Children are at a much greater risk of dehydration, as the process can begin much more rapidly in them. Once the body is dehydrated, the internal temperature rises and the body, particularly the brain, overheats. Since children are still growing, there is all the more need to keep the body hydrated so that it functions properly. Children should always have unlimited access to safe drinking water. A loss of 2% of body fluids causes a 20% reduction in performance in both physical and mental activities. Dehydration in excess of 3% may lead to heat stroke, a condition to which children are much more prone than adults are.
Another reason why children should drink up is that their thirst mechanisms are less developed than adults', and tend to appear after dehydration has already set in. Children should therefore be encouraged to drink water even if they are not thirsty. Headaches, irritability and sleepiness are often signs of dehydration. Of course, children are bombarded with ads of cool soft drinks, but parents, please note that water is a far better choice. Since water is such an important component to our physiology, it would make sense that the quality of water should be just as important as the quantity. Therefore, your drinking water should always be clean and free of contaminants. Now the hard part is getting those kids to drink on a daily basis!
Tips For Getting Your Children To Drink More Water
Keep the water cold, kids often think room temperature water is distasteful. Allow your child to choose their favorite cup or silly straw to be used only with water. If they want to use that cup, they must pour water in it! Bright colored pitchers or even fun shaped ice cubes will attract your kids. Save the sugary and carbonated drinks for a special treat, such as the movies or out to dinner. Water for children is an important and healthy habit to implement whilst they are young. This way they will grow up teaching their kids the same thing! Children disregard water fountains at school and make their way to the soda machines. This is mainly because kids think that water has no flavor thus making it a second or even third choice drink. Don’t forget to be a good role model and drink plenty of water yourself! Encouraging water consumption can help make a positive change in the entire family.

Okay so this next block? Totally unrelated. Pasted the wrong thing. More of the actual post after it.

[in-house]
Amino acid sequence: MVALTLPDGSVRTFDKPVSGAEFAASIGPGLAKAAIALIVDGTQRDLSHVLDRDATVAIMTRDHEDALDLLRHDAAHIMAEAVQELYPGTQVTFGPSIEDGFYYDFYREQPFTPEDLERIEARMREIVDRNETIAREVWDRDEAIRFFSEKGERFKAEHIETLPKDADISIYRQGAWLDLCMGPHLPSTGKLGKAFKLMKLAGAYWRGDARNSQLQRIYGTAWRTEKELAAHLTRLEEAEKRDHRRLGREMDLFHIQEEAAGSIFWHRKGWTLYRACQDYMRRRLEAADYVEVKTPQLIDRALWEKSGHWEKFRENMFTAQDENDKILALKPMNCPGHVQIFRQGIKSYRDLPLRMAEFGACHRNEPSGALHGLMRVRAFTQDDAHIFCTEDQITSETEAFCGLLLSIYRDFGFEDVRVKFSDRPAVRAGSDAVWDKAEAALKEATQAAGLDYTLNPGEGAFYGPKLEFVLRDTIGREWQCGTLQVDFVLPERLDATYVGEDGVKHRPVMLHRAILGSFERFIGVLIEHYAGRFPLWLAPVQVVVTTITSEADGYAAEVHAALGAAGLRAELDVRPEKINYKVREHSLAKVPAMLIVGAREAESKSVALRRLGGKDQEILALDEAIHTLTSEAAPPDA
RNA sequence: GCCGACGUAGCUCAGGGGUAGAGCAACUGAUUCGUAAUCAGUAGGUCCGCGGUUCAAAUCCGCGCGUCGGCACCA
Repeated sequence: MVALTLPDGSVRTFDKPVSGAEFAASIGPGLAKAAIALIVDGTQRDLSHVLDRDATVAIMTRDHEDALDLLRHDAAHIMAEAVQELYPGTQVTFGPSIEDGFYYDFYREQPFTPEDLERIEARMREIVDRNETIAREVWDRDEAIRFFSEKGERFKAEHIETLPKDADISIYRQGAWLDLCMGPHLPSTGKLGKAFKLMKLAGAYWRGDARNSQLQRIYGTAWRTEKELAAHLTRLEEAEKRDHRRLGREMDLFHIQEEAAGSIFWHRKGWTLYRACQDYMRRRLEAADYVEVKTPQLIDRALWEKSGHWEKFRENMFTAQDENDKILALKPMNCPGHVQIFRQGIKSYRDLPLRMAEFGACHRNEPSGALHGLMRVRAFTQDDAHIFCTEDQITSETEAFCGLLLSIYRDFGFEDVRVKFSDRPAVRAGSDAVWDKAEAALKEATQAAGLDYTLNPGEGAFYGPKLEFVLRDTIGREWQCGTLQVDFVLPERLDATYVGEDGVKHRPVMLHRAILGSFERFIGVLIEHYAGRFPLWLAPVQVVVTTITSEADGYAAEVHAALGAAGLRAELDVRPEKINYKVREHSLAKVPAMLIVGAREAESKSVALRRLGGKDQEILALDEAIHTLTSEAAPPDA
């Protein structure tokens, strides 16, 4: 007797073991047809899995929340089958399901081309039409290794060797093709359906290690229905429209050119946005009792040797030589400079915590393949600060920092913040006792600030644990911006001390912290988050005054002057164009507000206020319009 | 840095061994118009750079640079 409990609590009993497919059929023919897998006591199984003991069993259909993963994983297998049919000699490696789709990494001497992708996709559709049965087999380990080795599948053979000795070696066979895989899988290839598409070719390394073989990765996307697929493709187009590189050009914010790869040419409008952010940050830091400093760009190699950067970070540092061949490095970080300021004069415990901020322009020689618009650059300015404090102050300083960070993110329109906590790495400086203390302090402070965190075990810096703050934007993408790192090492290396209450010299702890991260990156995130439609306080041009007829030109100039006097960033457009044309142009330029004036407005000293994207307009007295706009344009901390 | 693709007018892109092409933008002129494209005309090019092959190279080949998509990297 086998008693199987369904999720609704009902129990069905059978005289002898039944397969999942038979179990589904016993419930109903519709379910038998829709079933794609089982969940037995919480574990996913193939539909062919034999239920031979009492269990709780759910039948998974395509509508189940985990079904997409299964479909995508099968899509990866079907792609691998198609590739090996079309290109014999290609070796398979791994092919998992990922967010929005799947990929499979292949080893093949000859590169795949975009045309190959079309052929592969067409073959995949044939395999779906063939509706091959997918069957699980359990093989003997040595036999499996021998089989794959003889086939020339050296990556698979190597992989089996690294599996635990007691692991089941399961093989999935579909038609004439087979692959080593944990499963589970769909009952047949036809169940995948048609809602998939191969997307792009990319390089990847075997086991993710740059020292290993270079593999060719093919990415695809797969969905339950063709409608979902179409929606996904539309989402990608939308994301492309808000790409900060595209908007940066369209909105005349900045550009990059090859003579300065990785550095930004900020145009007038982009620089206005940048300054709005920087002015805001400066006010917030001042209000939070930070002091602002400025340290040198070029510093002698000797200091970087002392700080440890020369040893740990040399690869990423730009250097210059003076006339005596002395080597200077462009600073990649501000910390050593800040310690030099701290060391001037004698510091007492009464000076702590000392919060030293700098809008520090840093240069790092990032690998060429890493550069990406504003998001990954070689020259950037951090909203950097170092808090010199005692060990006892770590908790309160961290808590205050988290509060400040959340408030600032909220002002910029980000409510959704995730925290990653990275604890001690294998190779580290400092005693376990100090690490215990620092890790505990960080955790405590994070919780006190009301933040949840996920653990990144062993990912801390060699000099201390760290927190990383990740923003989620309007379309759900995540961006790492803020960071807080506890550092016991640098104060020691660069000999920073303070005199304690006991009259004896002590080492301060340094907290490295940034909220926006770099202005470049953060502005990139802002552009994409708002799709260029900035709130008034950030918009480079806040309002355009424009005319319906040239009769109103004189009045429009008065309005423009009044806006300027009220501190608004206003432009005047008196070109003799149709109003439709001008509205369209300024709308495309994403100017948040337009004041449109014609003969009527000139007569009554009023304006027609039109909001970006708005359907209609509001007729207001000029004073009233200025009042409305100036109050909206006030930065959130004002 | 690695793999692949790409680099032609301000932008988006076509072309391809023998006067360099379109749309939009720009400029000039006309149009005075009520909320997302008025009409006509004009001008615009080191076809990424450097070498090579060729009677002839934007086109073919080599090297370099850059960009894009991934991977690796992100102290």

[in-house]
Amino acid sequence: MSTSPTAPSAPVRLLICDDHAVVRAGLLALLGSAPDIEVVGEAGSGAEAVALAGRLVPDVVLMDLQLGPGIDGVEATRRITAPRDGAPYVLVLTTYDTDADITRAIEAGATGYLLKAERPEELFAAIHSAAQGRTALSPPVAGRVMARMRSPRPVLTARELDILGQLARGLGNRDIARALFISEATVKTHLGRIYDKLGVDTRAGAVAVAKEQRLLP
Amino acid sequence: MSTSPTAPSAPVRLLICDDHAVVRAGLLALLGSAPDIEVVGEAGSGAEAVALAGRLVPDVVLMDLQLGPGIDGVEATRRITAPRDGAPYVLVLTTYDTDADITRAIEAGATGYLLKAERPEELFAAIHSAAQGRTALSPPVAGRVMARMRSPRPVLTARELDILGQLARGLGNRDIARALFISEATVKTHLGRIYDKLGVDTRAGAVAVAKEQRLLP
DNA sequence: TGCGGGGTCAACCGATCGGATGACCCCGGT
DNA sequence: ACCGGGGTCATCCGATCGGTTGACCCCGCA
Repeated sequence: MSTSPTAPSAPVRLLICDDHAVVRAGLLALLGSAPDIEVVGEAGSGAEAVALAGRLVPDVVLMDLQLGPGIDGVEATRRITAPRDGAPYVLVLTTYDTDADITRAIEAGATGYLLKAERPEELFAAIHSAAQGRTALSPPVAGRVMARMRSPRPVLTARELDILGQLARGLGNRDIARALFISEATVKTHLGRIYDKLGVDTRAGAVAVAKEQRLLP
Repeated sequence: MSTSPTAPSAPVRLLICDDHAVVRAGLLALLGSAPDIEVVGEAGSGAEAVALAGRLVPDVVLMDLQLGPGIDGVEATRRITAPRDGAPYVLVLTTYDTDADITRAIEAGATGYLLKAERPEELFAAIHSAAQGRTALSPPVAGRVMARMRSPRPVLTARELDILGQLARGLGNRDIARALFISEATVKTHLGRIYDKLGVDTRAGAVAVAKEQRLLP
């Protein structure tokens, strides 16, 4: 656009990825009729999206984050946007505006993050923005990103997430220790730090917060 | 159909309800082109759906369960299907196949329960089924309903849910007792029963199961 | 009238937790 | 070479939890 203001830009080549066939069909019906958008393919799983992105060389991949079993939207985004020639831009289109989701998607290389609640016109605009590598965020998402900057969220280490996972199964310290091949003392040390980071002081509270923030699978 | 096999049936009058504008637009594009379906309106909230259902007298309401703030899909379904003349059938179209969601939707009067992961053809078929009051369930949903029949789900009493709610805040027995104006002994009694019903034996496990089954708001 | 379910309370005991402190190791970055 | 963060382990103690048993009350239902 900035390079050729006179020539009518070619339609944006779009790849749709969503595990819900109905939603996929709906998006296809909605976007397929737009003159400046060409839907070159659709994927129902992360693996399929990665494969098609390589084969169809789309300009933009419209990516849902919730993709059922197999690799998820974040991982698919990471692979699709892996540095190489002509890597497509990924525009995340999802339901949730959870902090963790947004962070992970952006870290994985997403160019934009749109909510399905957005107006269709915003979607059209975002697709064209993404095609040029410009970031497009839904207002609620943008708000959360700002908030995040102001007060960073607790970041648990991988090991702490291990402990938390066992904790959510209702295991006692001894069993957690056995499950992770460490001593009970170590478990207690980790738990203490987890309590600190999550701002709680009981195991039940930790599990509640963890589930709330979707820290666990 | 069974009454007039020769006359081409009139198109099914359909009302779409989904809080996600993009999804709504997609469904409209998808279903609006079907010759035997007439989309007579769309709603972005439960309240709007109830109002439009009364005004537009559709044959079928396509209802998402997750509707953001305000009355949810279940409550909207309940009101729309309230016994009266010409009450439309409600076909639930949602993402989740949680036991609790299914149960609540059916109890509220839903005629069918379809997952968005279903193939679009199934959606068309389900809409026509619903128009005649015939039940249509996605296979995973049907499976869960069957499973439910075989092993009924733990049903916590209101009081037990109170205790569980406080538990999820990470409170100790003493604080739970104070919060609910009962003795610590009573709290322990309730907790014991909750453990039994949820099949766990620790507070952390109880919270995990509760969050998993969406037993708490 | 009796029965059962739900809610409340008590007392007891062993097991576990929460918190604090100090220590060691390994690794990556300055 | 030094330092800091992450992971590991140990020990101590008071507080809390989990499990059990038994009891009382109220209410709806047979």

So what does your body do with all that water?
It moves as blood around all your body - most of your blood is water - and water is also in lymph which travels around your body.
• Blood and lymph are the main ways the body gets food and oxygen to your cells and the way wastes get taken away - this is a very important job for water!! Blood and lymph also have special cells in them which fight infections - they are part of your immune system.
• Water carries digestive enzymes (say dy-jest-iv enz-eye-mz) around your digestive system, so that your food can be broken up into all the bits your body needs.
• All the stuff the body doesn't need has to get out of the body somehow. Some of it goes from the blood to the kidneys, which make urine (wee) - which is mostly water. Some stays in your gut and comes out as faeces (poo) - which is also mostly water! Some comes out in the air you breathe (if you breathe onto a really cold mirror you will see little drops of water on the glass - this is water from your breath).
• You also use water to keep your body temperature at about 37ºC.
• Water comes out through the tiny holes in your skin called pores.
This water we call perspiration or sweat and it helps to cool our bodies.
• Water is in the fluids that keep your joints moving smoothly [like knees and elbows] so that your bones don't creak and groan like a rusty swing.
• Saliva, or spit as we usually call it, is mostly water. We know when we need more water because our mouth feels dry.
• Mucus is also mostly water. That's the stuff that you see too much of when you've got a runny nose! But mucus is very important, as it keeps eyes, ears, noses, throats and all your inside bits smooth and slippery so that everything can run around all your body systems without getting stuck!
Now that you can see how important water is, you can understand why your body needs so much of it.